FIG. 8 is a block diagram of the communications system of FIG. 7 with the capability to deliver non-healthcare services from an external source;
DETAILED DESCRIPTION OF THE EMBODIMENTS
FIG. 9 is a sectional view of an overlay that fits over a standard wall jack, for providing two connections, one to a telephone and another to a remote modem.
With reference to FIG. 1, there is shown a communications system in accordance with an embodiment of the present invention. The communications system is of particular use in a hospital environment that provides a twisted-pair telephony infrastructure 100 leading from a facility housing a private branch exchange (PBX) 104 to a plurality of wall jacks 106 in various rooms throughout the hospital. The PBX 104 provides telephony switching for telephony-band signals originated from, and destined for, a plurality of telephones 108 communicatively coupled to the wall jacks 106. The PBX 104 assigns logical “extensions” to different wall jacks 106, which allows both internal and external telephone calls to be routed to specific locations in the hospital.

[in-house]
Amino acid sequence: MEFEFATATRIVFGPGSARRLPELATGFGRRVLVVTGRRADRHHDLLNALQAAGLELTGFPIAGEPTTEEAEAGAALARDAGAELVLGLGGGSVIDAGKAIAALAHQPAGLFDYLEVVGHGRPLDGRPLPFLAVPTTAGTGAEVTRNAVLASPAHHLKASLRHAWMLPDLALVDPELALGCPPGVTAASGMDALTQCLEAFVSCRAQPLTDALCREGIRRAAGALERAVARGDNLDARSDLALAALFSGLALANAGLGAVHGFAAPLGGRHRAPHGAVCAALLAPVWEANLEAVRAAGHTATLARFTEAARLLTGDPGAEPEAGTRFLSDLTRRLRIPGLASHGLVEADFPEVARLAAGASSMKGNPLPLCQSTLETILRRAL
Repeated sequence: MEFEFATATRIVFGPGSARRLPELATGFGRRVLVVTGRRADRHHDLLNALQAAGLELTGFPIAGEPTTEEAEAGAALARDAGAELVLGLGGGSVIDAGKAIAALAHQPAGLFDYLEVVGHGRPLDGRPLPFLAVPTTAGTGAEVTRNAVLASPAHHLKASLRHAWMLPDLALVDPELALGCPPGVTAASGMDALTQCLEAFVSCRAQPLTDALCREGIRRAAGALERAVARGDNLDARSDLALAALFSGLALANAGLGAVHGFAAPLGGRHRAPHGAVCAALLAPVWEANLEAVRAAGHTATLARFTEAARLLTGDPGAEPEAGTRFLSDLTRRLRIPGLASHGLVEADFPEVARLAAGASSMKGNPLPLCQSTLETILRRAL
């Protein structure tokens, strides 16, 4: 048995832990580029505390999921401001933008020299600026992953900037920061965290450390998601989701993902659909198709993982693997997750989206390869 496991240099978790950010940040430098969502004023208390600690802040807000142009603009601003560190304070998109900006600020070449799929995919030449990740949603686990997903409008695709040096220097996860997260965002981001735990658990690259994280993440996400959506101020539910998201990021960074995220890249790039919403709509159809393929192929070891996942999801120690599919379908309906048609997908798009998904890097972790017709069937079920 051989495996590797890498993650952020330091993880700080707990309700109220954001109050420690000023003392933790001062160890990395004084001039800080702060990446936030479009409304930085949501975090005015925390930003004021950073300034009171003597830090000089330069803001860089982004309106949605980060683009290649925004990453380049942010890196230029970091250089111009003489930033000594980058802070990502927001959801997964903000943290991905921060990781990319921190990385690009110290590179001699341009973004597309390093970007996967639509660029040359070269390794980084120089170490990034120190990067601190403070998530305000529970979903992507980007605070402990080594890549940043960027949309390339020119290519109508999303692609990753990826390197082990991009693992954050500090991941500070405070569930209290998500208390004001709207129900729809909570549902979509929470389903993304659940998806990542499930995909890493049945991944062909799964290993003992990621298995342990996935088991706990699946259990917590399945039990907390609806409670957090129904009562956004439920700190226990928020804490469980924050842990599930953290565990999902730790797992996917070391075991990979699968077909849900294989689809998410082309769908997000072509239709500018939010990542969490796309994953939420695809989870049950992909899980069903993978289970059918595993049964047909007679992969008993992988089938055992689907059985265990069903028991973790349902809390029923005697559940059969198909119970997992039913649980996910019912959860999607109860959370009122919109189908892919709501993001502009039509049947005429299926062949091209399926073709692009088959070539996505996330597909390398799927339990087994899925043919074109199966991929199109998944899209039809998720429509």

In accordance with the present invention, healthcare (e.g., clinical) information (e.g., data or mixed VoIP/data) sessions are supported over the telephony infrastructure 100. The telephony infrastructure 100 can be part of a pre-existing wiring grid which extends in a ubiquitous manner throughout the hospital, notably with a phone jack at every patient bedside. The healthcare information sessions are end-to-end logical connections terminated at one end by a healthcare information system (HIS) server 110 connected to a core hospital network 112, and at the other end by user devices 114 that are intended for use primarily by healthcare workers, such as physicians, nurses, orderlies, etc. Examples of the end user devices 114 include but are not limited to a fixed-wire terminal, a WLAN-connected or wired computer on wheels (COW), a personal digital assistant, a WLAN-connected tablet computer, a WLAN wireless telephone, as well as composite devices combining these and other functions such as bar code scanning, etc.